Intel’s chief engineering officer is leaving the chipmaker
Chief Engineering Officer Murthy Renduchintala’s departure marks an escalation of the pressure on Intel’s leadership following a disastrous announcement last week that knocked more than $40 billion off Intel’s market value.
Intel ousted Chief Engineering Officer Murthy Renduchintala, the executive in charge of the company's vast chip-design and manufacturing organisation, less than a week after saying it has fallen further behind rivals in production technology.
The executive will leave August 3, and his organisation will be split up and led by other leaders. Intel said it was making the changes “to accelerate product leadership and improve focus and accountability in process technology execution,” according to a company statement on Monday.
Renduchintala's departure marks an escalation of the pressure on Intel's leadership following a disastrous announcement last week that knocked more than $40 billion off Intel's market value and caused multiple analysts to question the future of its manufacturing organization, which has been a cornerstone of the company's semiconductor dominance for decades.
The Santa Clara, California-based chipmaker on July 23 said its plants had failed to keep up with the most advanced chip-production technology, signaling that the man tasked with fixing persistent production issues had failed.
When then-Chief Executive Officer Brian Krzanich hired Renduchintala from rival Qualcomm Inc. in 2015, he was lauded as someone with the experience needed to upgrade Intel's design efforts. But the two leaders' extensive recruitment of outsiders led to an exodus of longtime Intel senior executives during Krzanich's tenure. That became a hindrance when Krzanich was subsequently dismissed for an illicit workplace relationship, leaving an absence of internal candidates ready and qualified to replace him.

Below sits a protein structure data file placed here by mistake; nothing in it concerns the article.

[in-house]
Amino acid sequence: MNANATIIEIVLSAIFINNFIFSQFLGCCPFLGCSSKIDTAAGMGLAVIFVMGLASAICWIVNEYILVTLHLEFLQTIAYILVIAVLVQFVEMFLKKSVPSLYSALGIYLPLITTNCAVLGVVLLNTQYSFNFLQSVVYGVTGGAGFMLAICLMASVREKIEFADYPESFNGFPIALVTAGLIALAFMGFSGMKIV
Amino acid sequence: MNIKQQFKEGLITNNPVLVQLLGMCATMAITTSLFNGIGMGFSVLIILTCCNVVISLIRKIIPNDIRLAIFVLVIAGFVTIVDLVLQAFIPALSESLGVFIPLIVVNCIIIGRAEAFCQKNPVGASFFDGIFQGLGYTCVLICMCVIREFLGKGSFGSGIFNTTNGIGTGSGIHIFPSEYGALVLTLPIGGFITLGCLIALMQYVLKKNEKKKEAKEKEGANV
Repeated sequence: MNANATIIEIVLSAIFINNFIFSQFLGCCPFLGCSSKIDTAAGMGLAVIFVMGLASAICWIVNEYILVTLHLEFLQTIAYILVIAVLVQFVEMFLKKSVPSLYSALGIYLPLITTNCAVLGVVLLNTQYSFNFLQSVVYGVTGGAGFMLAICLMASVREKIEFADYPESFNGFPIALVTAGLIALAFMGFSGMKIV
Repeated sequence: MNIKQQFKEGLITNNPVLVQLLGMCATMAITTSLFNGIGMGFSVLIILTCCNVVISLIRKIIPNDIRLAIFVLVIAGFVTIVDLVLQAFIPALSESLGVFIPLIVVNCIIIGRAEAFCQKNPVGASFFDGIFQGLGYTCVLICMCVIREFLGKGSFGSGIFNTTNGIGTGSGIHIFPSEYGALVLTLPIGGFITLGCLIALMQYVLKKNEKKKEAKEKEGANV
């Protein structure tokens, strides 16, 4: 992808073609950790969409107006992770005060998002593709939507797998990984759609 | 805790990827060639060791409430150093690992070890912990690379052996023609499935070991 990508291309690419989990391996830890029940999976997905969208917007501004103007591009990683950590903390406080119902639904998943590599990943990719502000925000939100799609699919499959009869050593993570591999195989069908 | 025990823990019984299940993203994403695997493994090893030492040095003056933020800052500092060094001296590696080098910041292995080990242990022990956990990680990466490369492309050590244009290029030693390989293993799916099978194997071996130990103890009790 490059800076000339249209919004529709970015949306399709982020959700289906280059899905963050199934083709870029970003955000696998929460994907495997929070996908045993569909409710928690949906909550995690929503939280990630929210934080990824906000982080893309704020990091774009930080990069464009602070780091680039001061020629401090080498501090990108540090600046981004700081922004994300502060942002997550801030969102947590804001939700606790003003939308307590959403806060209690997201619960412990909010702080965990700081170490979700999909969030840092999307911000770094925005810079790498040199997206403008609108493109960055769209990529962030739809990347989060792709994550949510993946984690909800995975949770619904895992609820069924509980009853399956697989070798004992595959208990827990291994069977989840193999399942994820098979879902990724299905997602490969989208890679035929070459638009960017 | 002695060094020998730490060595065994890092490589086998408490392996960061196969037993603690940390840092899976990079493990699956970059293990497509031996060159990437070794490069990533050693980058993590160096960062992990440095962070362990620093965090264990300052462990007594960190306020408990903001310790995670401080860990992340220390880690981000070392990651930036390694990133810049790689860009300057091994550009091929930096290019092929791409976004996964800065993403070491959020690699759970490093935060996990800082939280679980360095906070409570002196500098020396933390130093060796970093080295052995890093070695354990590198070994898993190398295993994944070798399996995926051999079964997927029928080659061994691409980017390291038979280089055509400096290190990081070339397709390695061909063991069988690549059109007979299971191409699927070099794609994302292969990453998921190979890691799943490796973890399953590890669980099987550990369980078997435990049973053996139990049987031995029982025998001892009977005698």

After a seven-month search, Chief Financial Officer Bob Swan reluctantly took the CEO role, placing the company in the hands of another outside recruit. Renduchintala was one of those passed over the for top job.
Executive reshuffles and maneuvering for higher positions are part of corporate life. But throughout Intel's more than 50-year history, the company has seldom looked outside its own ranks for leaders and has maintained an approach of developing its own executives. Another pillar of the chipmaker's success has been to manufacture its own products, bucking the industry trend of outsourcing. Intel has argued that manufacturing and chip design should be done together, shunning rivals' approach of focusing just on design and letting third parties do the building. The company's message was always clear: Intel has the most advanced plants, and that goes a long way toward making the best processors.
Maintaining that innovative advantage became Renduchintala's job when Swan promoted him to the chief engineering role, but any sense of progress regaining its edge was destroyed last week when the company said the latest technique for building the most advanced semiconductors was a year behind schedule. That gives rivals the opportunity to appeal to computer makers with their own versions of the pitch that's been so successful for Intel in the past: Their products are made with technology that's years ahead of the competition. The latest setback followed a multiyear delay in Intel's efforts on the previous manufacturing process. The company's stock slumped 16% on Friday and fell 2% more on Monday.
In public appearances and interviews, Renduchintala is garrulous and exudes confidence, unafraid to dominate the conversation. He wasn't on last week's earnings conference call, where Swan was forced to defend Intel's position and earnings amid constant questions from analysts about the manufacturing delays and Intel's plans to mitigate them. Swan offered contingency plans that would involve Intel outsourcing the production of its best products.
Such a suggestion was unthinkable under all of Swan's predecessors, many of whom had argued that Intel's plants were so valuable they could be offered to use for outsourcing by its rivals.